Read Alex Grand’s Understanding Superhero Comic Books published by McFarland Books in 2023 with Foreword by Jim Steranko with editorial reviews by comic book professionals, Jim Shooter, Tom Palmer, Tom DeFalco, Danny Fingeroth, Alex Segura, Carl Potts, Guy Dorian Sr. and more.
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How about some Hyperbole? 1941 Tarpe Mills’ Miss Fury is the Amazing Spider-Man of her time! or is it the other way around? Okay, far fetched? Maybe not. June Tarpe Mills was a fashion illustrator who is the first woman to create a costumed female super character that appeared in comics dated 6 months before Wonder Woman’s first appearance.
Mills wrote, penciled and inked the adventures of Miss Fury who donned a catwoman type suit before catwoman had this type of suit and first appeared in Sunday Strip format originally as Black Fury then some months later as Miss Fury.
Timely Comics reprinted her adventures from 1942-1946 in comic book format, likely gaining the attention of Stan Lee.
The covers to both Timely’s Miss Fury and Marvel’s Amazing Fantasy 15 start off similar with skin tight hero’s swinging through the city facing off against villains, but the comparison’s don’t stop at the surface. The internal dialogue, plotting and continuous story line do read similarly to one another as Miss Fury reads more advanced than other Golden Age Comic books likely due to its more sophisticated comic strip origins. Not to say there was a gap of the following attributes in comics in between Miss Fury and Spider-Man but a lot of them lacked ALL of these qualities. The dialogue is full and rich with a particular type of plotting that carry the same elements that would make Marvel famous later and those similarities are notable and interesting for example, self doubting dialogue.
They also are very human with limits to their abilities, questioning if they are actually good enough to be hero’s.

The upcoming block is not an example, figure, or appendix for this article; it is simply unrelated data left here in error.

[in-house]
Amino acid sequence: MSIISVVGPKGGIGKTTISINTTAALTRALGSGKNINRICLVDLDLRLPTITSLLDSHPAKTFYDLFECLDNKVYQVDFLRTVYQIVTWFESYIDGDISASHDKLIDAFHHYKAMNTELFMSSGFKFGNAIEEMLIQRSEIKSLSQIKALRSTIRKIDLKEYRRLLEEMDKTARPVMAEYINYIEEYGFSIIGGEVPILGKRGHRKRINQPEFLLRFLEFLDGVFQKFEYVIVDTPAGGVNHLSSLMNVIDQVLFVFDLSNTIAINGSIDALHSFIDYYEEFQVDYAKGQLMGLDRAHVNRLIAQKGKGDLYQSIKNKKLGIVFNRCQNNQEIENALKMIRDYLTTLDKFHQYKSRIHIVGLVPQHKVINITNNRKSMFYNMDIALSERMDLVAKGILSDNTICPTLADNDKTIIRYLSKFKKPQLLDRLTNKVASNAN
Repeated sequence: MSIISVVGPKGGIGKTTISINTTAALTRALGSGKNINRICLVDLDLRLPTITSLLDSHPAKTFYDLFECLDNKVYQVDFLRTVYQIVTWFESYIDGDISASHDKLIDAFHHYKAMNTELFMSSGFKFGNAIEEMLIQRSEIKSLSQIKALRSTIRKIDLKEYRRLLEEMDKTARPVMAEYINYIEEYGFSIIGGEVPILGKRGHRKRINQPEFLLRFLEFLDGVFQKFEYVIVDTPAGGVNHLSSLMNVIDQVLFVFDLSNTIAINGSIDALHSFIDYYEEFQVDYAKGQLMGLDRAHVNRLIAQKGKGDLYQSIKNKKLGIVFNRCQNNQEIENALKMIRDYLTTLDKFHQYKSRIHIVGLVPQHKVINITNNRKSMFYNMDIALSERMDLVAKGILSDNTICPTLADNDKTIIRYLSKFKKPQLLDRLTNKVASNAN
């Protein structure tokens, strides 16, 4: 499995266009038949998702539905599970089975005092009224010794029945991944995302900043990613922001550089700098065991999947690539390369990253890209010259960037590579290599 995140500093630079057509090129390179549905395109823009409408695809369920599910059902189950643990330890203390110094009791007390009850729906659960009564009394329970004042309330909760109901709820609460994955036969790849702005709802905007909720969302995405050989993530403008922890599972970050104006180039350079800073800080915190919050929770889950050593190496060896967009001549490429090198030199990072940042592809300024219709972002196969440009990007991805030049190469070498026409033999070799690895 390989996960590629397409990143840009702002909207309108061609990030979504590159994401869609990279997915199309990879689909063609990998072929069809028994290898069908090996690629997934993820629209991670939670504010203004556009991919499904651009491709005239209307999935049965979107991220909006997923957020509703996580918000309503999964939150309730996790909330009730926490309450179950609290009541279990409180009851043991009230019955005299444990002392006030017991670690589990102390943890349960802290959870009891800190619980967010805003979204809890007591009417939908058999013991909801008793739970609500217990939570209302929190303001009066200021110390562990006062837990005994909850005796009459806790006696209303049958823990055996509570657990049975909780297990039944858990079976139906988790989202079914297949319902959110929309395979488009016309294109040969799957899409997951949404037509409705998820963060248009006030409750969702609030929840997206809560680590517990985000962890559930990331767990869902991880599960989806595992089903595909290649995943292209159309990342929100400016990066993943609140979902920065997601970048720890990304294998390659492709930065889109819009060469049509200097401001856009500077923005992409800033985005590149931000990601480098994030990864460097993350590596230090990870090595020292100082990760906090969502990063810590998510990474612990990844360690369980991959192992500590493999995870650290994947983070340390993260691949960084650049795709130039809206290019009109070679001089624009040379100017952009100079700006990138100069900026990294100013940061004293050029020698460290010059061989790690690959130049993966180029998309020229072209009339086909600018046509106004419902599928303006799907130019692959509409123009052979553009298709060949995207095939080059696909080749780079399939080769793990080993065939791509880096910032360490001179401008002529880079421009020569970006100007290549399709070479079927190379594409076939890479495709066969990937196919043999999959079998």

Both protagonists face that social awkwardness of when their lover’s dont like their secret alter ego’s.
They both also had confusion and animosity from police generated from impersonators that did appear in Spider-Man by Stan Lee and Steve Ditko two decades later.
Whether it influenced Lee or no, a lot of the ingredients that make Spidey early 60s adventures great are present in Tarpe Mills Miss Fury. There were also some elements of Tarpe Mills Miss Fury that advance past the story telling of the 1960s Spider-Man.
As much as Tarpe Mills was able to depict beauty in fashions, etc, she was also able to portray some violent scenes which were powerful in telling the story especially in dealing with the Nazi’s.
General Bruno shoves a screwdriver into another Nazi’s eyes who challenged his power in an intense exchange of information.
The characterizations of the villain seem superior in Miss Fury than early issues of Spider-Man again with General Bruno who expresses his disillusionment with his leader, Adolf Hitler.
It’s always fun to see movement and speed portrayed in comics, and there are various approaches. One approach utilized here is by Milton Caniff in 1939 for Terry and the Pirates (left) and June Tarpe Mills for Miss Fury 1942 (right) where during war time, a protagonist gets physical revenge in battle. Although Tarpe Mills is a pioneer in the writing and art of comics, she likely also had her own influences as well including Milton Caniff.
Tarpe Mills was certainly ahead of her time with her Miss Fury, which time has proven to be a pioneering comic tour de force which was picked up by Martin Goodman at Timely for comic book format and set some of the visual sequential narrative parameters that would become more mainstream in comics two decades later.
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